With those reasons, I also did not yet turn to Akedat Yitzhak because I wanted to include a comment by Magen Avraham on Siman 156. For the short chapter, he has an introductory comment, a comment on the text that is a bit longer than usual, and then one where he goes on a tangent that is much longer than usual. It is that last I wanted to get to, probably next time.
The introductory comment points us to Rambam’s Hilkhot De’ot (Laws of Character) for more information on how to construct our lives. As a general principle, Magen Avraham agrees we should take the middle road in our character traits, offering one example, to avoid being too stingy or to spend too loosely (perhaps because it is relevant to business conduct). He also accepts Rambam’s limitation on the middle path, anger and arrogance two traits where we should hew to the other extreme, avoid any amount of either.
For arrogance, he notes that Berakhot 43b lists six types of conduct inappropriate for a Torah scholar. I looked them up: wearing perfume in the marketplace, walking alone at night, wearing patched shoes, speaking with a woman in the market, joining a group of ignoramuses, and being last to the Study Hall. Although specific to a Torah scholar, I think he includes it here because it supports Rambam’s stringent opposition to arrogance and, second, because anyone who can look it up and find it might qualify as enough of a Torah scholar for it to be a relevant standard to consider.
How Much Work?
Magen Avraham’s first comment on the text of the Shulhan Arukh focuses on being sure one’s Torah is the essential part of one’s life, not the work. He says it means the Jew should work only enough to make a living, as in Berakhot 35b, where the Gemara says many people succeeded at following the view of R. Yishma’el, working enough to support themselves and also making time for Torah study. (He also tells us to look up Hagahot Maimoniyot Hilkhot Talmud Torah 3;11, which I will leave for another time).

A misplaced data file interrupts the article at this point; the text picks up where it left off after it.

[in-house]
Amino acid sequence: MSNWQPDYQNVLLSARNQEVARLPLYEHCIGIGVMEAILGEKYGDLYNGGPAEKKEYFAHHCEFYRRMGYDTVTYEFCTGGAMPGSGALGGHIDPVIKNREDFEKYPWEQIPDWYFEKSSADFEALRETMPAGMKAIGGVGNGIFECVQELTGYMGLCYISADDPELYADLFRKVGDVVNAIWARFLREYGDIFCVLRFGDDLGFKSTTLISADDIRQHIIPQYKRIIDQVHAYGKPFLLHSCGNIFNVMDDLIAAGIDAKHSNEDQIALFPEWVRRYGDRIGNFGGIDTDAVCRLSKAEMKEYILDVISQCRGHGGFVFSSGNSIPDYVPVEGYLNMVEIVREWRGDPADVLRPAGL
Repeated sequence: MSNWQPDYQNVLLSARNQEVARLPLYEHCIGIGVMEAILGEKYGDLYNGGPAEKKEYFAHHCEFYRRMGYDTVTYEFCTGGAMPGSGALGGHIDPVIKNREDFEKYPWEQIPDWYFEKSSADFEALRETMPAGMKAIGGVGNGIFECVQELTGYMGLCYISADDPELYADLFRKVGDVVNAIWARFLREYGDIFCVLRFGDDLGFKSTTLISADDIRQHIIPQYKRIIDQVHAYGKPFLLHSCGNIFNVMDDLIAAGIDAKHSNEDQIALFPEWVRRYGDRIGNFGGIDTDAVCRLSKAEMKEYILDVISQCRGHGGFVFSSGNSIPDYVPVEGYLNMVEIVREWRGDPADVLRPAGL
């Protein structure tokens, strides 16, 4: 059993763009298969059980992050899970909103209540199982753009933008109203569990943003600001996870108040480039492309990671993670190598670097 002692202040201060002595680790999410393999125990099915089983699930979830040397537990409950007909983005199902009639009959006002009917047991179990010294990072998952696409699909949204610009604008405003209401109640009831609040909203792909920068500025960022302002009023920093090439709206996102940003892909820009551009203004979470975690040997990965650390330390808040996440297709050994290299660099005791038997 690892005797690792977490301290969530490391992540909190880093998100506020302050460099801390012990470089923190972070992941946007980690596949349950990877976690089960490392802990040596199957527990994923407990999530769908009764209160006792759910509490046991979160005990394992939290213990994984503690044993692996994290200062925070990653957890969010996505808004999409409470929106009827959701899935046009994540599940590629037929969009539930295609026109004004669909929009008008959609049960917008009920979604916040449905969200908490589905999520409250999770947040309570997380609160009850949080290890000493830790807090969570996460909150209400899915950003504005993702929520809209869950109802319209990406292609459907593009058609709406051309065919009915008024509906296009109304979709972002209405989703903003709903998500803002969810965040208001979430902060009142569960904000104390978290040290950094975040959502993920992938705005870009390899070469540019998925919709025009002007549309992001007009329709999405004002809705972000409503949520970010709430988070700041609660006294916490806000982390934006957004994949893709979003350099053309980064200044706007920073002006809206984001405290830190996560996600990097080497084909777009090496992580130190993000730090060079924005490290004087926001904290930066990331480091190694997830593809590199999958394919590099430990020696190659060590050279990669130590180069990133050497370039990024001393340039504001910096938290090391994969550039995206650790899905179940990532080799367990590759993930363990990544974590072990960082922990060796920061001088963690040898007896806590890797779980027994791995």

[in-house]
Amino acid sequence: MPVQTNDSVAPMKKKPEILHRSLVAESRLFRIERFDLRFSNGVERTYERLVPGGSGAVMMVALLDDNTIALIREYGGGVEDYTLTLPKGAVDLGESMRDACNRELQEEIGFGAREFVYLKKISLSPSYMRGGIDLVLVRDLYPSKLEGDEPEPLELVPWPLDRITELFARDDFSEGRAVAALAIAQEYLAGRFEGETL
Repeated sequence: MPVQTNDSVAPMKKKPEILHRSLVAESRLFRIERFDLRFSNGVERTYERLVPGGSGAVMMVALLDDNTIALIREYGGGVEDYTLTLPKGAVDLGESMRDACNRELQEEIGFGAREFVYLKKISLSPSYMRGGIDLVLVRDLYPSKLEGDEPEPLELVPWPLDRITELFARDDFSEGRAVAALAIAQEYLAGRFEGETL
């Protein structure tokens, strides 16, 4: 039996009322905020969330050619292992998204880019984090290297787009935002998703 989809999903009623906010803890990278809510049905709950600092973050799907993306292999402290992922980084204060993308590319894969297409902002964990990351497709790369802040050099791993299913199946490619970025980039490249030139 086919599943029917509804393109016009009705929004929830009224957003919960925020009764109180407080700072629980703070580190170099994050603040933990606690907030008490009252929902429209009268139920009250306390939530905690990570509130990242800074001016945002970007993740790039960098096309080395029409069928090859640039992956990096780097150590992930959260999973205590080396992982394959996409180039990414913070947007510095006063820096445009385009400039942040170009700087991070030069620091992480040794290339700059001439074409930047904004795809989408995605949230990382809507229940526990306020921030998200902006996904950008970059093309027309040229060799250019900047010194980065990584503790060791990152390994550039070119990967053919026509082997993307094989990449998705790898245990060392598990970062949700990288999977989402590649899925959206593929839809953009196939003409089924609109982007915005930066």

Magen Avraham’s idea raises an interesting question—what counts as enough to make a living? I don’t even mean in terms of standard of living, whether we need to work enough to own a residence, how big or fancy a residence, and all that. Assume whatever standard you find proper, working enough to support that means- -what? If I’ve made enough to pay my bills today, is that what he meant? (I have known people who would take the day or week off if they had a good start to the week.)
At the other extreme, I can imagine someone saying kedei parnasato, enough to support himself, has to include retirement savings, insurance, an inheritance for the children (and grandchildren), and more. A Jew can honestly believe s/he is working kedei parnasato, enough to support him/herself and his/her family, and yet be so caught up in working to have little time for other important involvements.
When I was a graduate student in Jewish history, I was a Shabbat guest at the home of a man only a few years older than me, already very wealthy (in his mid-30s). At some point, he—the businessman– said the only valid lifestyle was to spend all day in Torah study. I, who spent my day with Torah texts (I was studying commentaries on Pirkei Avot), argued the opposite, one could live a more integrated life in service of Gd.
We went back and forth for awhile until, struck by the irony of his position, I asked why he didn’t stop working and study Torah all day. At which point his wife interjected, “well, he has to make a living.”
Kedei parnasato, I am pointing out, is an unusually slippery slope, in a world full of them. As a first step in widening our perspective of a chapter of Shulhan Arukh that reminds us to live as servants of Gd in our supposedly mundane business lives—for Shulhan Arukh, a matter of honesty and care about Gd’s Name—Magen Avraham brings up character, the middle road, and making sure we make money part of our lives, not the whole of it.
Next time, we will see him really expand the role or religion in one’s everyday life.